This research was conducted by Michela Arnaboldi and Melisa L. Diaz Lema at the Politecnico di Milano, Italy


This paper explores the potential for social media to democratise access and increase participation with museums. The study looked at the Facebook posts of nine Italian archaeological museums over the course of one year – the content of the posts as well as the engagement they generated. It found that information about a museum’s upcoming programme was not likely to engage users online. Posts about the stories and contemporary relevance of museum collections did attract attention and interaction, suggesting that social media is a complementary channel to on-site learning and enjoyment of the collections themselves.

All the posts were assigned to one of six categories

These were: 'Cultural Encounters' (posts about a special museum event involving an important project or a distinctive guest); ‘History Today’ (posts highlighting the collection's connection to a current perception or issue); 'Museum Programme' (talking about the museum’s upcoming events); 'Open Museum' (announcing events with unusual museum opening times for things like “Lates” or concerts); 'Symbolic Artwork' (posts on the stories of iconic or curious objects from the museum’s permanent collections); and 'Exhibitions' (posts that refer to temporary exhibitions or special displays).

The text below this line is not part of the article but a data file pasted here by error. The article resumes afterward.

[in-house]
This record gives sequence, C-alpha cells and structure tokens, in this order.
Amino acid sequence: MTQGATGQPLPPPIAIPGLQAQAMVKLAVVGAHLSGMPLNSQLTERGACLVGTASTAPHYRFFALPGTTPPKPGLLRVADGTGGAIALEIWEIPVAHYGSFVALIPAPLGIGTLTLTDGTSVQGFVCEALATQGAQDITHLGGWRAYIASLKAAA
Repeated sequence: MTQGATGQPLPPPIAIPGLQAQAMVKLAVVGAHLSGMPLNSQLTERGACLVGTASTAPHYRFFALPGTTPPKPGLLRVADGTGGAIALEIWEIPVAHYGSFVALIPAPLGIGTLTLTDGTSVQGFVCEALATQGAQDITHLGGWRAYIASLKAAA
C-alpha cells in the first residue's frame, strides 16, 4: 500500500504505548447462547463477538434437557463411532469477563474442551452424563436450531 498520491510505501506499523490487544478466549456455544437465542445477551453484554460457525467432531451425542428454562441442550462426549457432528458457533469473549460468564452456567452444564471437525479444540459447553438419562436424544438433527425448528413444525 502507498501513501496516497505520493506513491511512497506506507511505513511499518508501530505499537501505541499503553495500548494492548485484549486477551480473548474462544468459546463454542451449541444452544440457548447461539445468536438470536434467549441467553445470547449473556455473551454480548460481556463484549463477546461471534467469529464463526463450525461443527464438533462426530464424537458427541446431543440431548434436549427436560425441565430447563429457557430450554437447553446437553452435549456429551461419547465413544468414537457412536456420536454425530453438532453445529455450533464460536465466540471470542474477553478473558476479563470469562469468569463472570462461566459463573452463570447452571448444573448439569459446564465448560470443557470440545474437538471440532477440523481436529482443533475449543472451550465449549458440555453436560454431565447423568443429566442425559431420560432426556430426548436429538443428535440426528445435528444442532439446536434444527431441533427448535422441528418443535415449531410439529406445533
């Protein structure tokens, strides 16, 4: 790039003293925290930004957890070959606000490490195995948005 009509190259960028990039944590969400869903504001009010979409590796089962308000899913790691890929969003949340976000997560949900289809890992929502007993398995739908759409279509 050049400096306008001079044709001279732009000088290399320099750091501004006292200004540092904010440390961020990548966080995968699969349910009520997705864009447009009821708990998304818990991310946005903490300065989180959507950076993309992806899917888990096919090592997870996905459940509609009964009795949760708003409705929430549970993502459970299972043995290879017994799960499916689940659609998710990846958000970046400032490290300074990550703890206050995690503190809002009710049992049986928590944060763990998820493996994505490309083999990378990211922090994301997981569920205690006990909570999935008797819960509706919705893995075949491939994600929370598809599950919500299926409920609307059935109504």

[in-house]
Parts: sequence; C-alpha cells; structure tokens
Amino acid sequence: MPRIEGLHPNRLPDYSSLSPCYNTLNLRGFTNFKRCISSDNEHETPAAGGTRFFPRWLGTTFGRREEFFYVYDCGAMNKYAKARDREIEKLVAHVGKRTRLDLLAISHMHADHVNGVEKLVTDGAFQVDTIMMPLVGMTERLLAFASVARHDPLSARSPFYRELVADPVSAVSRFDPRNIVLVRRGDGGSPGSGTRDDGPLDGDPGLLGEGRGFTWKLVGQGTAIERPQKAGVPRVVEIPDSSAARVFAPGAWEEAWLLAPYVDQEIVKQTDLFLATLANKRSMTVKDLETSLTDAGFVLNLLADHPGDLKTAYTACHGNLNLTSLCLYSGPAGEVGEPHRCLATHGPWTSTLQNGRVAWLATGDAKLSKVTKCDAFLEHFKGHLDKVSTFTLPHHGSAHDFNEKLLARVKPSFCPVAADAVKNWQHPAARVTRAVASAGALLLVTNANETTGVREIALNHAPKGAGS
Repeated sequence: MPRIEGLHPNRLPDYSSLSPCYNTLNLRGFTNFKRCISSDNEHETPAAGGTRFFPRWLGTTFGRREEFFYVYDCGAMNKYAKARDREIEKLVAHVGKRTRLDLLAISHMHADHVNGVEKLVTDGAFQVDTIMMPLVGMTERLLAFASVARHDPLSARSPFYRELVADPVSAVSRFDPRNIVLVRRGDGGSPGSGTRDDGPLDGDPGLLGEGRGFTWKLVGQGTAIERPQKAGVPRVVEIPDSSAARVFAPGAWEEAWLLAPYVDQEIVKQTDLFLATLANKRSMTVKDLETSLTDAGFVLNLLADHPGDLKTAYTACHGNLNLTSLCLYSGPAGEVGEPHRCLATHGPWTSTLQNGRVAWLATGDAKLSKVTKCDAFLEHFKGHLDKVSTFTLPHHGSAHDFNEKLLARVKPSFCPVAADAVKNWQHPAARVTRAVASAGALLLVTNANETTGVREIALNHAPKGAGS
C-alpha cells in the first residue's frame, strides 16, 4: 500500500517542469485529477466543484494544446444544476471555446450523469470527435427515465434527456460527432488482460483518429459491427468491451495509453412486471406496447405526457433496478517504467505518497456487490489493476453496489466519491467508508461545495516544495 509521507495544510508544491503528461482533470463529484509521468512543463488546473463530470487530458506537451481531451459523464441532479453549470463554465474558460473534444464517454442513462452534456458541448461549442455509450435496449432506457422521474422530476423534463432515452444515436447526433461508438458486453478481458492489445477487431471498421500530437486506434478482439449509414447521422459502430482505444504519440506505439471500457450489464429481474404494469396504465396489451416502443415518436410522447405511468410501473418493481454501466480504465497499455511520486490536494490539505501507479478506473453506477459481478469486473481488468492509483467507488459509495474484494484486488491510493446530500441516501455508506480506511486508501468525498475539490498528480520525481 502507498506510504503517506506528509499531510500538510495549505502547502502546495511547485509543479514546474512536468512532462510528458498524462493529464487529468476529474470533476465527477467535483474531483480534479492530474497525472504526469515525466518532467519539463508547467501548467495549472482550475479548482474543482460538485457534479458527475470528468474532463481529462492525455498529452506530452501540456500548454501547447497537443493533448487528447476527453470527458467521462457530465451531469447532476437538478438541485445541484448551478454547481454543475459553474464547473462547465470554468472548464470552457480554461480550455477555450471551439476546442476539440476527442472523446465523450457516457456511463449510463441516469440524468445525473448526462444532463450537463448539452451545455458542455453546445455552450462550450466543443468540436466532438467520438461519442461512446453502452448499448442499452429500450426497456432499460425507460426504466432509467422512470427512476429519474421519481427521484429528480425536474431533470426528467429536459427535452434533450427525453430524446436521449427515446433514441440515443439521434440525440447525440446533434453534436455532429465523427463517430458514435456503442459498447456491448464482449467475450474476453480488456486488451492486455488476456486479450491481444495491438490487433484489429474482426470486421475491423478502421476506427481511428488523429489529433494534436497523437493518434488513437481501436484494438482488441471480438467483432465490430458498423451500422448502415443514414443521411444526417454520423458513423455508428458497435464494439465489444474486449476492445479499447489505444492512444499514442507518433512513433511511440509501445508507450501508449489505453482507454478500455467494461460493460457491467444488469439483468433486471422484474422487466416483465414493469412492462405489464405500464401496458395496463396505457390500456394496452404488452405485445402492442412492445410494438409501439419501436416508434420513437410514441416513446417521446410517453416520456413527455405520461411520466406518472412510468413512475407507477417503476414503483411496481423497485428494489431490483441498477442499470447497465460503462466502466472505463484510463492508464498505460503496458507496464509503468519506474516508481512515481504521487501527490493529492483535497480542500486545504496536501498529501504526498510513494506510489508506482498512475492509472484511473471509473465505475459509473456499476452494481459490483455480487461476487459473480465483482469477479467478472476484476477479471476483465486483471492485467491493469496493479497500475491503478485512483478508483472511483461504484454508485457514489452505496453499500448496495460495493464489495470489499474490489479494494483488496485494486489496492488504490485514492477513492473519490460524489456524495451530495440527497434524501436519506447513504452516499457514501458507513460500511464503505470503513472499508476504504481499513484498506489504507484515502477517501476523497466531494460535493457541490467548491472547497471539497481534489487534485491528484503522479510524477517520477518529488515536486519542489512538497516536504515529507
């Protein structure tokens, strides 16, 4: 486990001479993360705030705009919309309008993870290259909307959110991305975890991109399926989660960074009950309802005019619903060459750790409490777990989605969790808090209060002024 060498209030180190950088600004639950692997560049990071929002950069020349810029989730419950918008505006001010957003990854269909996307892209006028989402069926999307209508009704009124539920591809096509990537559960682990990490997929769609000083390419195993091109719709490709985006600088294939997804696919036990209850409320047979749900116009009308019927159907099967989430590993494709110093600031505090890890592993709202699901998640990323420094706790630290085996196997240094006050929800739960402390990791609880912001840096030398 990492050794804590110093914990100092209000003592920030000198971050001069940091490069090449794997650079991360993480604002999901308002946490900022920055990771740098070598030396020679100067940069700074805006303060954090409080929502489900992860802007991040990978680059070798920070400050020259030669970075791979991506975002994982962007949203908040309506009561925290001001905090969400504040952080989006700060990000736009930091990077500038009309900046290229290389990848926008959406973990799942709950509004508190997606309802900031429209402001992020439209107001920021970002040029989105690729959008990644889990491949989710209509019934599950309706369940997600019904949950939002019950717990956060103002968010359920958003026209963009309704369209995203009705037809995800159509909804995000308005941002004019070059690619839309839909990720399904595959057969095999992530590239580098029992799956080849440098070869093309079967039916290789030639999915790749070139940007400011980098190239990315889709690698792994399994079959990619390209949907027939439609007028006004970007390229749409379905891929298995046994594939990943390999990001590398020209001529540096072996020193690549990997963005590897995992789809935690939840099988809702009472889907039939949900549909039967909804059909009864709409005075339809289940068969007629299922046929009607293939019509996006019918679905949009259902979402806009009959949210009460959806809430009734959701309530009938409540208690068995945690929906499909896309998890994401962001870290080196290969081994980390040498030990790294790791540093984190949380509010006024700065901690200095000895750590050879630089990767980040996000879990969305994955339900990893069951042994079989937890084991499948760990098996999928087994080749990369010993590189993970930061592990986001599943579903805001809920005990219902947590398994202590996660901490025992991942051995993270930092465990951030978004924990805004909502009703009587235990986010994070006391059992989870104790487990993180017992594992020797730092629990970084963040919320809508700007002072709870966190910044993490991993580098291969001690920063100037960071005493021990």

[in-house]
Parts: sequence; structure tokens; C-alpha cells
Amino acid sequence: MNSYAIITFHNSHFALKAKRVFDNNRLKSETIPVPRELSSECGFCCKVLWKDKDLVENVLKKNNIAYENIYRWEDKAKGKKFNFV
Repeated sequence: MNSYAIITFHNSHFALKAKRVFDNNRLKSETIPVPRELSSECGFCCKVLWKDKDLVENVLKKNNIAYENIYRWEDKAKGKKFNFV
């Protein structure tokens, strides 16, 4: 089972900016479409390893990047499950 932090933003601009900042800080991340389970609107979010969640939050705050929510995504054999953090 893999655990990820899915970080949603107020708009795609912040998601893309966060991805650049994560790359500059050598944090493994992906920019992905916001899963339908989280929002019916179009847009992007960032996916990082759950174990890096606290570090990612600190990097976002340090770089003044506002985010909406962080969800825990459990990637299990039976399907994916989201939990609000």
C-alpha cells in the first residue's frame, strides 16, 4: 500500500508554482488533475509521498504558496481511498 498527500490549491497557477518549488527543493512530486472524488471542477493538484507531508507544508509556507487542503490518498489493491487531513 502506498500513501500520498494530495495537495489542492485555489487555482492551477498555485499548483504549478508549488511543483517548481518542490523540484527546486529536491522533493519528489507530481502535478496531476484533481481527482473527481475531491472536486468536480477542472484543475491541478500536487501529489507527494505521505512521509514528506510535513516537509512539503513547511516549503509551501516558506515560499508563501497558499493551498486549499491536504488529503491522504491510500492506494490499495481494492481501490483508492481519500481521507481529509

The engagement level for each post was calculated from a combination of likes, shares, comments and reactions

The more online followers a museum had the greater the number of posts it tended to make. This relationship did not extend to engagement levels. The museum with the largest online following generated only two interactions per 1,000 followers, while those with the smallest produced twelve interactions per 1,000 followers.

Museums’ use of social media was not strategic or efficient

Six of the nine museums concentrated their social media efforts on engaging with their online community in themes where engagement is low. Symbolic Artwork posts were most likely to increase engagement, History Today and Exhibitions also had above-average levels of engagement. By contrast, Open Museum, Museum Programme and Cultural Encounters had below-average levels of engagement.

Title The participatory turn in museums: The online facet
Author(s) Arnaboldi, M. & Diaz Lema, M. L.
Publication date 2021
Source Poetics, 101536
Author email